Escalation vs early intense therapy in MS


In the past, treatment for multiple sclerosis (MS) was based on the use of various immunosuppressive drugs. However, since the approval of interferon (IFN) beta-1b, disease modifying therapies (DMTs) have become an increasingly popular treatment option for MS. As DMT popularity has increased, 19 different drugs have been approved for use and they are categorized according to their efficacy: moderate-intermediate efficacy and high-efficacy therapies (HET).8 Different categories of DMT are used depending on the treatment strategy chosen for the patient. The escalation strategy involves the initial use of moderate-intermediate efficacy drugs, such as IFN, which have low side-effect profiles, and progressing to HET with more complex side-effect profiles, following treatment failure. Whereas, early intense therapy involves initiating treatment from the onset of MS in the so-called “window of opportunity” with HET. HET drugs include monoclonal antibodies such as: natalizumab, alemtuzumab and ocrelizumab.8 Despite the high-efficacy of such DMTs and potential for preventing disability from progressing over time, they are also associated with a higher risk profile and adverse side-effects. Thus, there is controversy surrounding which method should be used to treat MS patients, since the principal treatment goal is to prevent long-term disability accumulation, whilst also considering whether the benefits outweigh the risks.

Extensive research has been carried out to investigate which therapeutic strategy is most effective in treating MS. Despite these studies finding that escalation therapy can reduce inflammatory activity and reduce relapses in the early stages of MS, they have evidenced that escalation fails to prevent conversion to secondary progressive MS (SPMS).8 Considering this, research suggests that one major disadvantage of escalation therapy is the risk of lesion accumulation if first-line DMTs are ineffective, which could result in disability accumulation. Conversely, Harding et al. carried out a comparative study of 592 people, looking at disability outcomes of MS patients who received early intensive therapy and those who received escalation therapy, after 5 years. Their findings suggested that long-term outcomes were more favorable following early intensive therapy in comparison to escalation therapy.9 Nonetheless, the literature remains inconclusive, and further research is necessary to ascertain which therapy option is most effective for treating MS.


At ECTRIMS 2022, Dalia Rotstein, MD, MPH, St. Michael’s Hospital and the University of Toronto, Toronto, ON, gave an overview of which patients would be eligible for escalation therapy. Dr Rotstein stated that “An escalation approach is not appropriate for every patient with MS and a key step is prognostication at baseline”. When a patient is diagnosed with MS, it is important to consider their prognostic factors, for example, indications of more severe disease can include: clinical, radiographic, demographic features, and biomarkers such as NfL. In terms of demographic features, male patients, older patients, and non-white patients tend to have a more severe course. In terms of clinical features, if a patient has a motor, cerebellar, or sphincter relapse, that can be an indication of a more severe course.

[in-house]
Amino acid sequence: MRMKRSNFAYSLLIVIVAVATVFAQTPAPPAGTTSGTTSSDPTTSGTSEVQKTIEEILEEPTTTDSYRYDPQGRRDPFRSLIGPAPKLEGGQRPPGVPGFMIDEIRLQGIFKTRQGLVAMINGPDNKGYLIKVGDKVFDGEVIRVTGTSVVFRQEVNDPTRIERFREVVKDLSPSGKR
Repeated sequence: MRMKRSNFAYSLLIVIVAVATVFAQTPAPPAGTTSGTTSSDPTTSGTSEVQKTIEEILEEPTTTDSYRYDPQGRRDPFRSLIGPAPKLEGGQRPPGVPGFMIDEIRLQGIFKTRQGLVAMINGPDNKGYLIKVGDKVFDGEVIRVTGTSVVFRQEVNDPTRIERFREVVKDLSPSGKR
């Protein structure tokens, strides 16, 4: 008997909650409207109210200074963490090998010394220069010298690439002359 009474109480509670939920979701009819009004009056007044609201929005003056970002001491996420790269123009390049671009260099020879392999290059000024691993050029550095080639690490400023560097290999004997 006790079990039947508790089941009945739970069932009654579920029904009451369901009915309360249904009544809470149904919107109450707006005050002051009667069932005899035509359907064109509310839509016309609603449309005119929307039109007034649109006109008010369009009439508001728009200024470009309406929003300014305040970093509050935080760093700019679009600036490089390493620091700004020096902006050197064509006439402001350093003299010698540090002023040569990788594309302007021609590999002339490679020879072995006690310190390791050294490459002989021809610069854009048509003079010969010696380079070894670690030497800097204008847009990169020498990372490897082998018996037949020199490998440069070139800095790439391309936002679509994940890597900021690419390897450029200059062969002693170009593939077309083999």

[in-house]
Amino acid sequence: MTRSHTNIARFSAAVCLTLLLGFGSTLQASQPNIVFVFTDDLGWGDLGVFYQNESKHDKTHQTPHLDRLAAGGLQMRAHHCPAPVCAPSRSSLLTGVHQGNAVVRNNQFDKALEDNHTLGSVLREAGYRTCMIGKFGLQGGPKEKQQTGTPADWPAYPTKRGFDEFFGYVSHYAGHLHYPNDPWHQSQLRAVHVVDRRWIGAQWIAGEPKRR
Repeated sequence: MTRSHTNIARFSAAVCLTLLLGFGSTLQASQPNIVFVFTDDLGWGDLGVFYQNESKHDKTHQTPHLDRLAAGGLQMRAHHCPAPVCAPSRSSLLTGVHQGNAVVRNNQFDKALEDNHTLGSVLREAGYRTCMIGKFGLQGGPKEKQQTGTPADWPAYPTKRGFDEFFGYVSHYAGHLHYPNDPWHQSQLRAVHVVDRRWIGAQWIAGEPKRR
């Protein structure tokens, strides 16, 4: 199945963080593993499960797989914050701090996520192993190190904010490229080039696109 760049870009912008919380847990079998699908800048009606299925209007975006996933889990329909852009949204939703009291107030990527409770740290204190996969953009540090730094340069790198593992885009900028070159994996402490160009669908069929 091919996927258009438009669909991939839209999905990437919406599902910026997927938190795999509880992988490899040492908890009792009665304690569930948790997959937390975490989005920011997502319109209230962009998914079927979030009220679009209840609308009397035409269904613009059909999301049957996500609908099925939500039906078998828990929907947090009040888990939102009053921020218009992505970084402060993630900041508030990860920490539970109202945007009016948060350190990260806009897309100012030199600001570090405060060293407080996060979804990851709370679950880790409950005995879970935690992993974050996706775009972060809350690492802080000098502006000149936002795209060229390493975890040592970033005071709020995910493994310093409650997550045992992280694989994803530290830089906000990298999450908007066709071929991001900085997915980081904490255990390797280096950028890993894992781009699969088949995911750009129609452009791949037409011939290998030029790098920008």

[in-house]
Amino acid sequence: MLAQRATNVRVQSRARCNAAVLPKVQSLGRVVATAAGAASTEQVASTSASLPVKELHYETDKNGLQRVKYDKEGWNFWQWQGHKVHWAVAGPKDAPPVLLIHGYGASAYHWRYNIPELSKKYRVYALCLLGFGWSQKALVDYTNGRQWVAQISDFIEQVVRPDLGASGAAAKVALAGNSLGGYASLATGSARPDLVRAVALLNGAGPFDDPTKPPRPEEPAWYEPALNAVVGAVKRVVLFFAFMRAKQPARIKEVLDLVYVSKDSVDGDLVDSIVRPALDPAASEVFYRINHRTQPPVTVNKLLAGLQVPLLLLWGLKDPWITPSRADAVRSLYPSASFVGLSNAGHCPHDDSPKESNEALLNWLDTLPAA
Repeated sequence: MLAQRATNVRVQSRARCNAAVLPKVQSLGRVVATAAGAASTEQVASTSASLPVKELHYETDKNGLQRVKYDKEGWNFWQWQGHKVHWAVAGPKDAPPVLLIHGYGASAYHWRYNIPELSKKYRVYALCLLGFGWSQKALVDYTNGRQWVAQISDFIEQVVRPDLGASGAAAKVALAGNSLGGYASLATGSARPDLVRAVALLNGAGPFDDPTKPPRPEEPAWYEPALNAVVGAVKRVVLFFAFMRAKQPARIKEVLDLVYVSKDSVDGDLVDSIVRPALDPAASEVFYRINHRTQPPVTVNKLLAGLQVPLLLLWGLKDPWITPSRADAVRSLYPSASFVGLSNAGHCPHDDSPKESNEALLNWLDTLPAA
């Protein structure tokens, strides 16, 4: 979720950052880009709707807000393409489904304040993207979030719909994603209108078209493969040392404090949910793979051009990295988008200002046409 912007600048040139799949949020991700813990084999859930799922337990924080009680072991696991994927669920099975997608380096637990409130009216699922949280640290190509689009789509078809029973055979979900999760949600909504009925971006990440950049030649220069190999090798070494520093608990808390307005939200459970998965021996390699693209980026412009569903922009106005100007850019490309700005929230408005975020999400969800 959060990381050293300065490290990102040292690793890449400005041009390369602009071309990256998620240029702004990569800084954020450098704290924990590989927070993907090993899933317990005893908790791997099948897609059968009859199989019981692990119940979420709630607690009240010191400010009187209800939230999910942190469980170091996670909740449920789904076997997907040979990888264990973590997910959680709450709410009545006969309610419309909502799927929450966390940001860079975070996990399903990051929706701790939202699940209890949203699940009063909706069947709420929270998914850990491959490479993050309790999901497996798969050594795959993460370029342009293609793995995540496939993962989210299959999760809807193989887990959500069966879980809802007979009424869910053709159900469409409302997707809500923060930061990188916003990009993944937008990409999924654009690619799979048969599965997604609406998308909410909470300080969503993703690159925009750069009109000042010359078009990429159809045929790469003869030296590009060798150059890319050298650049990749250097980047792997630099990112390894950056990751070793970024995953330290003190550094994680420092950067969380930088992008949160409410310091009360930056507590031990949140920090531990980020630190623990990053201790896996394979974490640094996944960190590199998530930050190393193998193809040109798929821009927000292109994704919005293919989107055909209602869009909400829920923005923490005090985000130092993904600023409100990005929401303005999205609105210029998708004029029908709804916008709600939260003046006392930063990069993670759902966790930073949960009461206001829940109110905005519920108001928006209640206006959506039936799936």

Lastly, regarding MRI features, if there are gadolinium-enhancing lesions, a high T2 lesion load, or a high burden of spinal cord disease, then these are considered poor prognostic indicators and should be considered at baseline. If a patient lacks these factors and has a generally good prognostic profile, then an escalation approach should be considered. Additionally, a conversation should be had with the patient about their preferences in terms of comfort level with risk and the route of administration of the medication, whilst also considering the cost. Furthermore, the efficacy of each medication must be weighed against the safety profile and the potential for adverse events.

AHSCT for the treatment of MS

Autologous hematopoietic stem cell transplantation (aHSCT) is a routine part of clinical hematological practice, which is traditionally a treatment for malignant diseases, such as myeloma. However, in recent decades, research has evidenced that aHSCT can also be used to treat severe autoimmune diseases (ADs), specifically multiple sclerosis (MS). Since the known pathophysiology of MS involves the abnormal activation of CD4+ and CD8+ T-cells and the induction of inflammatory responses in the CNS, the mechanisms by which aHSCT is involved in MS remission include: regulation of lymphocyte hemostasis, induction of Treg activity, suppression of inflammation, and suppression of auto-reactive lymphocytes.10

In contrast, disease-modifying therapies (DMTs) are frequently used as an immunosuppressive or immunoregulatory treatment for MS, and have been shown to reduce relapse rates in patients with relapsing-remitting MS (RRMS). However, this treatment option can pose high risk to patients by causing adverse side effects and DMTs have not been shown to be particularly effective for progressive MS patients.11 Burt et al. recently compared the efficacy of aHSCT against standard DMTs as a treatment for highly active RRMS in the MIST trial (NCT00273364). The results of the trial demonstrated that aHSCT was significantly more effective than continued DMTs and can be administered safely.12

Despite the advantages of aHSCT as a treatment method for MS, emerging evidence suggests that there are some safety concerns regarding previous treatment, and therefore the patients eligible for aHSCT should be considered carefully. In various studies the success of aHSCT was dependent on the intensity of conditioning regimens administrated before transplant, with high density of these regimens being associated with higher mortality rates in the transplanted patients.10 Shevchenko et al. therefore investigated the efficiency and safety of aHSCT together with a reduced intensity BEAM-like conditioning regimen in patients with different forms of MS. The results elucidated that the administration of low-density regimens of immunoablation was safer and had higher efficiency in the treatment of MS patients.13

Riccardo Saccardi, MD, Careggi University Hospital, Florence, Italy, discussed the rationale of aHSCT for the treatment of MS patients at ECTRIMS 2022. Transplantation was already a common procedure for patients affected by oncological disease, particularly leukemia and lymphoma, when research suggested that it could also be used in autoimmune diseases, such as MS. The treatment works by using the side-effects of the transplantation, which causes suppression of the immune system. Dr Saccardi explains, “when the immune system is recovering after the transplant, the autoimmune disease would usually disappear”. Furthermore, in most MS patients, the disease is silent for many years following aHSCT. Consequently, aHSCT has become a treatment option for patients who are resistant to DMTs.

Written by Annabel Tordoff
Reviewed by Marta Palhas